1. Gender Bias: Women in science still encounter bias and stereotypes that can hinder their progress. They may face scepticism about their abilities and qualifications, leading to a lack of recognition for their work. Gender bias can also manifest in subtle ways, affecting opportunities for advancement and funding.
  2. Unequal Pay: Gender pay gaps persist in many scientific fields, with women often earning less than their male counterparts for similar work and qualifications.
  3. Limited Representation in Leadership Roles: Women remain underrepresented in leadership roles within academia, research institutions, and industry.
  4. Work-Life Balance: Balancing a career in science with family responsibilities can be particularly challenging for women. The demands of research, long working hours, and frequent travel can conflict with traditional gender roles and family expectations.

A woman and scientist who has certainly not let herself be stopped by all these adversities is Dr. Nina Marie Tandon. She has been a key player in the field of biomedical engineering, tissue engineering, and regenerative medicine. Her work focuses on developing innovative methods to grow artificial organs and tissues, using patient’s own cells to engineer tissues and organs. One of the cornerstones of Tandon’s work is the use of induced pluripotent stem cells. iPCs were developed in Japan pretty recently and are derived from skin or blood cells that have been reprogrammed back into an embryonic-like pluripotent state. This enables the development of an unlimited source of any type of human cell needed for therapeutic purposes.  

Tandon and her team employ cutting-edge bioreactors and 3D printing techniques to construct tissues: bioreactors provide a controlled environment for cells to grow and develop into specific tissue types, while 3D printing technology is used to create complex structures that mimic the architecture of natural organs.

In 2013, Tandon co-founded EpiBone, a biotech company that specializes in growing personalized bone grafts. EpiBone employs patient-specific stem cells to create skeletal structures based on individual DNA profiles, reducing the risk of rejection, streamlining surgical procedures, and potentially expediting patient recovery. They use a three-step process that begins with obtaining bone measurements and stem cells from abdominal fat via a CT scan, followed by creating a bone model in a bioreactor to stimulate growth. Finally, the patient’s own stem cells are added to the newly developed bone in the bioreactor, resulting in a fully functional replica bone ready for use.  Nina Tandon is also known for her engaging and informative TED Talks, where she discusses the future of medicine, tissue engineering, and the impact of regenerative medicine on healthcare.

I really admire Nina’s work, which I find genuinely fascinating. I believe her passion and determination come through in her TED talks, where she effectively manages to communicate complex scientific concepts and the potential of regenerative medicine to a broad audience.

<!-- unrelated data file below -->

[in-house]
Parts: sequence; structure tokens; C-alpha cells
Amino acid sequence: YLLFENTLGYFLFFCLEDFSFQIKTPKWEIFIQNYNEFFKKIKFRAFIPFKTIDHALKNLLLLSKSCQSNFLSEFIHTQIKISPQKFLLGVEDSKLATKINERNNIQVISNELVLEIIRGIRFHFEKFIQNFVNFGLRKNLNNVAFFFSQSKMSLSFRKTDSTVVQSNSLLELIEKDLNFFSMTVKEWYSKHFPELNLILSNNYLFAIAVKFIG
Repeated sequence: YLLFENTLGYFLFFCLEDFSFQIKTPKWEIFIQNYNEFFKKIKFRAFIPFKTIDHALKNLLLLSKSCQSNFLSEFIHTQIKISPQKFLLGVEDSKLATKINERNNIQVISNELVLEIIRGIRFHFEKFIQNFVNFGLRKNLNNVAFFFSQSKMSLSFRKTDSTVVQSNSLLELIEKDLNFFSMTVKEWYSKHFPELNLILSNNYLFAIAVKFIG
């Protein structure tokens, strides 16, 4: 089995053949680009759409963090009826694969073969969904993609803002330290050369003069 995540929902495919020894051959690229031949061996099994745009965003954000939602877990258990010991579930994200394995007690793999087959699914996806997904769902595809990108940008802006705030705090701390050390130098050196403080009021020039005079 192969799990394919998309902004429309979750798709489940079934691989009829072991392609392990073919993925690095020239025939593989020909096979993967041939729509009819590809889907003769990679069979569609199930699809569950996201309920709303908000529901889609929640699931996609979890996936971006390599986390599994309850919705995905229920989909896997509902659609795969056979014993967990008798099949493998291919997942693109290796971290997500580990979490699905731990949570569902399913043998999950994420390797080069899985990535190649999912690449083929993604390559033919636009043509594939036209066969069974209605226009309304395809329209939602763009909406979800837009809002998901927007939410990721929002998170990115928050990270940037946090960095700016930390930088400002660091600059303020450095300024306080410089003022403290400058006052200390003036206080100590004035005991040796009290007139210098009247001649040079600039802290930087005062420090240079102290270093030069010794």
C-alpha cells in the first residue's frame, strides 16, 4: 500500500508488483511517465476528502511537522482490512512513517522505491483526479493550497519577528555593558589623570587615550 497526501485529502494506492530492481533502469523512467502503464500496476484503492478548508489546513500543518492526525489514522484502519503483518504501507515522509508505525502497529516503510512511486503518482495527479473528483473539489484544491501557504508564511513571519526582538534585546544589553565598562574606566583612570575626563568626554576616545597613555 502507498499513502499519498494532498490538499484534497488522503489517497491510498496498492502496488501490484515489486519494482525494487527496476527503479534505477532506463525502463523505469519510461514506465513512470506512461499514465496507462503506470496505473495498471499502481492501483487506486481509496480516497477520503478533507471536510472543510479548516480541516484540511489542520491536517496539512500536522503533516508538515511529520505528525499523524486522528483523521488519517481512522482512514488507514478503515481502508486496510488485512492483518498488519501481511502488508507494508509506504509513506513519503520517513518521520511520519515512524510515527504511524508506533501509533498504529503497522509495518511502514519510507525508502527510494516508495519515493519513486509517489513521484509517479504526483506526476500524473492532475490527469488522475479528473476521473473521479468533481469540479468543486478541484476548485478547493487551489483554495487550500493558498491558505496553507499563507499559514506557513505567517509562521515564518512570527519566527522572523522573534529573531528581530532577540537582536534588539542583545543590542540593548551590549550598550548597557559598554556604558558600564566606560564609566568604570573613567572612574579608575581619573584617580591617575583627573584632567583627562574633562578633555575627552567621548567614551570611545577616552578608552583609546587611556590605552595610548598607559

Click on the image to listen to one of her TED talks. Enjoy it 🙂

Written by Federico Cottone

Women in Science: Rosalind Franklin

On a blog post series of Women in Science by a Cancer Bioengineering lab, you didn’t think you were going to get around reading about Rosalind Franklin, did you? In recent years, she finally started to receive the acknowledgement she is owed, placing her all the way up there in terms of famous scientists with Marie Curie and Albert Einstein.

As mentioned by Ellen last week, there were only ever 13 women to win the Nobel Prize in Physiology or Medicine. But in 1962, it was erroneously bestowed upon three men for the scientific breakthrough of a woman. This blog post would just as well fit into a true crime in science series.

All down to misogyny and a single piece of evidence: Photograph 51, an X-ray crystallography of the structure of DNA viewed perpendicular to the DNA fibre axis, revealing the double helix structure.

You will likely all remember James Watson and Francis Crick from biology classes in school. You were probably taught that they figured out the structure of DNA.

But at the same time, they worked together in Cambridge, Franklin was working together with her PhD student Raymond Gosling at Kings College in London. Forced to work alongside Maurice Wilkins, who did not take well to her confident, goal-oriented ways, which led her to criticise her well-respected peers and dared to interrupt and correct them.

Leading to her downfall in the race with Watson and Crick was that Franklin complied with her understanding of scientific ethics, and rather than rushing to publish her findings, she sought to verify them and replicate the findings in Photograph 51.

Betrayed by her colleague Wilkins after ample tensions over the years. He passes her priceless finding to the competition, allowing Watson and Crick to model the double helix, publish a breakthrough paper and relegate her to a methods paper in the same issue of the nature journal.